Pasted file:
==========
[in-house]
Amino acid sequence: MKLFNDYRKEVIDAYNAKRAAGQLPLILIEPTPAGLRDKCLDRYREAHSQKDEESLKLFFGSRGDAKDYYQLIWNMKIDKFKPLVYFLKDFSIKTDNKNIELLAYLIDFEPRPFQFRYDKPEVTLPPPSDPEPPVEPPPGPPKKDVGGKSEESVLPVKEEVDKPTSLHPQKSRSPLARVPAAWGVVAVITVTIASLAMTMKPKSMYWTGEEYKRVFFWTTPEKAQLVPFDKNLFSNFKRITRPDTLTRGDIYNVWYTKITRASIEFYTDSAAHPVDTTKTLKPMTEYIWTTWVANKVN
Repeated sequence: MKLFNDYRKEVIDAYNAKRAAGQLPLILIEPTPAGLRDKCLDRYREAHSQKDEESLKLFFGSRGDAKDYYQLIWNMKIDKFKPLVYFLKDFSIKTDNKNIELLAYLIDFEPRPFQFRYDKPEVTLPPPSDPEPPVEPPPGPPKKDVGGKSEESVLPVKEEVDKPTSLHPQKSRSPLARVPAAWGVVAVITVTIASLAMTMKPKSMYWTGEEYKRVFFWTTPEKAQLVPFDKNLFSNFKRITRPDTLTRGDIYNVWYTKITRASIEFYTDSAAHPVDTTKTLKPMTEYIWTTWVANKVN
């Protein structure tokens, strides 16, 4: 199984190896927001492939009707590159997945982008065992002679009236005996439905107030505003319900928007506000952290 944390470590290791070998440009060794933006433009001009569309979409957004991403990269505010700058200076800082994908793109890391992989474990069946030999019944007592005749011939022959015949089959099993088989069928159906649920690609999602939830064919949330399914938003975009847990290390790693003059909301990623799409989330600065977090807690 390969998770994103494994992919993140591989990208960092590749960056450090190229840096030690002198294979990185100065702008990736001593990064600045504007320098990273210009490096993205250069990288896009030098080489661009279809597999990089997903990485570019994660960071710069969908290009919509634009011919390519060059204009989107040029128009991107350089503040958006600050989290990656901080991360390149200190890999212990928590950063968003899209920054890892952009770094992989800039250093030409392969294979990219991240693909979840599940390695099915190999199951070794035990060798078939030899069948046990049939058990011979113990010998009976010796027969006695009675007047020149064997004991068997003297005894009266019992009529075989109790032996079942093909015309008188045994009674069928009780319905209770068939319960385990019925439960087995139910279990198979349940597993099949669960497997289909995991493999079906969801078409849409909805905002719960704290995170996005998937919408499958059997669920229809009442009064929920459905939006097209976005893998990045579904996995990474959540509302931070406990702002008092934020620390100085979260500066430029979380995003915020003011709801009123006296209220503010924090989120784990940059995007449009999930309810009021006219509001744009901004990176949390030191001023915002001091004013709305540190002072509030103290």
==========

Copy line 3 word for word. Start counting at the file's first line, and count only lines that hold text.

Repeated sequence: MKLFNDYRKEVIDAYNAKRAAGQLPLILIEPTPAGLRDKCLDRYREAHSQKDEESLKLFFGSRGDAKDYYQLIWNMKIDKFKPLVYFLKDFSIKTDNKNIELLAYLIDFEPRPFQFRYDKPEVTLPPPSDPEPPVEPPPGPPKKDVGGKSEESVLPVKEEVDKPTSLHPQKSRSPLARVPAAWGVVAVITVTIASLAMTMKPKSMYWTGEEYKRVFFWTTPEKAQLVPFDKNLFSNFKRITRPDTLTRGDIYNVWYTKITRASIEFYTDSAAHPVDTTKTLKPMTEYIWTTWVANKVN